drawings made of electrical cords

Despite our increasingly wired world, not everything has gone wireless – and old houses will still have TV cables, phone lines and other electrical cords snaking through them for decades to come. Why not forget about how to hide these completely and instead celebrate their function in a fun and unique way … maybe even plug a lamp in the process?

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drawings made of electrical cords decorative

Made to mount on the wall anyway, this simple home decor idea from designer Maisie Maud Broadhead uses simple do-it-yourself materials – standard electrical cable and conventional hardware-store hammer tacks – but to create a recognizable pattern of a very different type. This same technique could, of course, be used with television, phone and other coils of cord as well.

drawings made of electrical cords organizing

Looking for an alternative way to keep cords hidden in plain view while doing double-duty and decorating your bare walls? If you feel less personally creative, this may be a great form+function idea to adopt.. Perhaps there will be more room for artworks like these as such old-school artifacts of a less-digital age become increasingly unusual remnants of times gone by.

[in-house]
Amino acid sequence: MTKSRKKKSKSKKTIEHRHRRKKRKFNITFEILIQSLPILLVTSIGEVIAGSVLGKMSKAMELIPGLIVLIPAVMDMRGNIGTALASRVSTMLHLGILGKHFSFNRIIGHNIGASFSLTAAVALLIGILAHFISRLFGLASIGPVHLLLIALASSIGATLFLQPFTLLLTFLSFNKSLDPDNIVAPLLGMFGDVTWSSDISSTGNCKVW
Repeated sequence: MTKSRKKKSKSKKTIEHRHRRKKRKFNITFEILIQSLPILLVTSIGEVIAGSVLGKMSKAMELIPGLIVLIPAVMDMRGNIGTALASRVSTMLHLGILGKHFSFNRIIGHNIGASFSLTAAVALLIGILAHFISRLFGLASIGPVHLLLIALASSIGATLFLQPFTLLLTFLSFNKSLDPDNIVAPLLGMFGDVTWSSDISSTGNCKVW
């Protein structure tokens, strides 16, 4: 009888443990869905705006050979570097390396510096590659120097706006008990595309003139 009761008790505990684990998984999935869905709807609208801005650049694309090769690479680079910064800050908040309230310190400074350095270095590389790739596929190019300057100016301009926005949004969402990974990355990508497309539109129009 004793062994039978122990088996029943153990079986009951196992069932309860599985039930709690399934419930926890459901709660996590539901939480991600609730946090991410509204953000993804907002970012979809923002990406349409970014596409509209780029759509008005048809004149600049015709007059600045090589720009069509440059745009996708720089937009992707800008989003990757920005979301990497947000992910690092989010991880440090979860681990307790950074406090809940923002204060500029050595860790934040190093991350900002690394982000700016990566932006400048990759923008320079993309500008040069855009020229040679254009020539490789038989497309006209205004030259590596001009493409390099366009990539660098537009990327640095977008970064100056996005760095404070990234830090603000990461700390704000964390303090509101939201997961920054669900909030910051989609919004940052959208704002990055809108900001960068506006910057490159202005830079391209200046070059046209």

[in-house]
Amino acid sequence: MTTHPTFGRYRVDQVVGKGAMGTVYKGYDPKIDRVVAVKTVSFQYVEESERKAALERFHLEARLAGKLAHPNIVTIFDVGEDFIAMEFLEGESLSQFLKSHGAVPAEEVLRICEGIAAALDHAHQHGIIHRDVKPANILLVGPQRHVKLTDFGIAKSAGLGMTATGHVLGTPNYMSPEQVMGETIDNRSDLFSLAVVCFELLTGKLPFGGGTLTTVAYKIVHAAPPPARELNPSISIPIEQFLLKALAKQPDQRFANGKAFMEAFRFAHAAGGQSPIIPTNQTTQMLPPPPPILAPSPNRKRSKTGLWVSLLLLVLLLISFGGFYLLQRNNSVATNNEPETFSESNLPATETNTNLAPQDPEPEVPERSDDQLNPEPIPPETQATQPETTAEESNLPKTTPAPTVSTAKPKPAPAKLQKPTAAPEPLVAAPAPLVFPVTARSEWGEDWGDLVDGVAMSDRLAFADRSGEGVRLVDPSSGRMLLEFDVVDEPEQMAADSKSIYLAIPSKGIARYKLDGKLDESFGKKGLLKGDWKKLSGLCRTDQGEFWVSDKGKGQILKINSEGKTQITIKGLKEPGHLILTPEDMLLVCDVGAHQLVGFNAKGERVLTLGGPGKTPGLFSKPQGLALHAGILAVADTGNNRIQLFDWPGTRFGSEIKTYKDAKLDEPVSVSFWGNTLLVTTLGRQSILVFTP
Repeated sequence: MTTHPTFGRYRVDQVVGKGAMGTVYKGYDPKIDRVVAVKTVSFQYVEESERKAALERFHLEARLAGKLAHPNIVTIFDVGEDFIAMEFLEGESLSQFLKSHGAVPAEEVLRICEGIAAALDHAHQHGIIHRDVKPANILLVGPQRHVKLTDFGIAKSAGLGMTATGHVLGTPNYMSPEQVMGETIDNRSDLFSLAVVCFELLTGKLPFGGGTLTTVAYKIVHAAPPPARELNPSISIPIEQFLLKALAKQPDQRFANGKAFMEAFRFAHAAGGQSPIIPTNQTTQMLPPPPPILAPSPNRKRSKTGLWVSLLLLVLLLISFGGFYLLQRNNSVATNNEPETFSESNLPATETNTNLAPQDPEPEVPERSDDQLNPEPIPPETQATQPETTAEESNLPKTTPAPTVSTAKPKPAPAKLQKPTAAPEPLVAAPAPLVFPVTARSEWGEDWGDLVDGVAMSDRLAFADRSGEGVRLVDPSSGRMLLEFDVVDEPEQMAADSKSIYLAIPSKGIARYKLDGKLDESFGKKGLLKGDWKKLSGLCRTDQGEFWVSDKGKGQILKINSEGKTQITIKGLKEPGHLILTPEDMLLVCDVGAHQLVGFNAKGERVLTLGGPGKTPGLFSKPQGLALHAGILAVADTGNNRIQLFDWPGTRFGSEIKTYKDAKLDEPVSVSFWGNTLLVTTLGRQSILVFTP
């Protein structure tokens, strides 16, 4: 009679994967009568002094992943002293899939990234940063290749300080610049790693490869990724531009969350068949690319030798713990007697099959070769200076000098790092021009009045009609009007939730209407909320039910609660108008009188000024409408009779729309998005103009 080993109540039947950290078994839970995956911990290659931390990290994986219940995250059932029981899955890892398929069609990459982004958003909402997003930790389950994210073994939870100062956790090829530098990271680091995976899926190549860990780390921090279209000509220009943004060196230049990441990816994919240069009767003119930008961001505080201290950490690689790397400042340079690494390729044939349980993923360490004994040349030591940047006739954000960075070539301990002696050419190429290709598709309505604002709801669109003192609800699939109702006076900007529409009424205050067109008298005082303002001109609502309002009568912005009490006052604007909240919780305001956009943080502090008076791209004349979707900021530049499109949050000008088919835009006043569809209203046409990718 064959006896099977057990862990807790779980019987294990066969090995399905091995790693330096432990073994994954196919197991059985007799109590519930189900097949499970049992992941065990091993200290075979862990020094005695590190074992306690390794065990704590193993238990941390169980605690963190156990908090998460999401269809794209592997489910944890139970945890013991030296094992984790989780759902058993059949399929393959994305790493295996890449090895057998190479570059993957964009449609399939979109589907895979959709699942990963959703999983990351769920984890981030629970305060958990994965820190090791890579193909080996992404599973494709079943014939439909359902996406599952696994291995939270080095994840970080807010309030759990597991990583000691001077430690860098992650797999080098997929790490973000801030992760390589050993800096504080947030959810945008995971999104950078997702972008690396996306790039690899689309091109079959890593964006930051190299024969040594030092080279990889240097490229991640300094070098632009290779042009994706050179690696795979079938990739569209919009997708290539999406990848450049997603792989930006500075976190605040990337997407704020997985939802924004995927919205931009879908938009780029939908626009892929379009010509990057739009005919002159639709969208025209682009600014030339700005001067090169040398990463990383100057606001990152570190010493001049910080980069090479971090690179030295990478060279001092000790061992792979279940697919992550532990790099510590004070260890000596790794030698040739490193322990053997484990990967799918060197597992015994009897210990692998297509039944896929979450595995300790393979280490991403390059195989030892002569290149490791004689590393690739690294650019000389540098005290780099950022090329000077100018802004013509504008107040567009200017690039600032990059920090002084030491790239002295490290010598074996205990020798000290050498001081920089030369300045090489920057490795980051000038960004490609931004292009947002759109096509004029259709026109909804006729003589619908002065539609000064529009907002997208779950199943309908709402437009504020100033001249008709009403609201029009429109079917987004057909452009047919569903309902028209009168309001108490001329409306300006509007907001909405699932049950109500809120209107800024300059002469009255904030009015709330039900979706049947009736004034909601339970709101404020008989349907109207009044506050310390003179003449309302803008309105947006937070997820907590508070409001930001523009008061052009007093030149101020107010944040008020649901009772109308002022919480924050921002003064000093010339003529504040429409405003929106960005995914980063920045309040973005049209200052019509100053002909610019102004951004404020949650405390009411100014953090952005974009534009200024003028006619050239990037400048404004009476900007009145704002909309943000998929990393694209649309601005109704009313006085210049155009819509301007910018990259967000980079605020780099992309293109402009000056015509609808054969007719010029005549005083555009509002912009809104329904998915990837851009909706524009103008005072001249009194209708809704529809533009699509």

If you haven’t checked out Maisie Maud Broadhead’s work before, you’re going to want to visit her website. While this cord idea is impressive, her fine art photography is out of this world.

About Maisie Maud Broadhead

“Maisie studied Three-Dimensional Crafts at the University of Brighton, before completing an MA in Jewellery & Metal at the Royal College of Art 2009. In 2013, Broadhead won the Jerwood Makers Open and in 2015 she received a major grant from Arts Council England for a public commission at the Royal Pavilion, Brighton, UK. Most recently had new work commissioned for Manchester Art Gallery 2018 and National Glass Centre 2019.”

“Maisie’s work has been exhibited in major museum shows including at the National Gallery, UK; Manchester Art Gallery, Fitzwilliam Museum, UK; CaixaForum Barcelona and Madrid, Spain; the National Gallery of Victoria, Australia; and Nationalmuseum, Sweden.”

“Her practice employs a broad range of materials and processes, often her work is a dialogue between the handmade object and the heavily staged photographic images. Maisie often re-interprets historical painting and art genres, and is concerned with the exploration of the uncanny, illusion and the idea of ‘value’. By using contemporary and historical elements, her images link the past and present by identifying enduring social and aesthetic narratives.”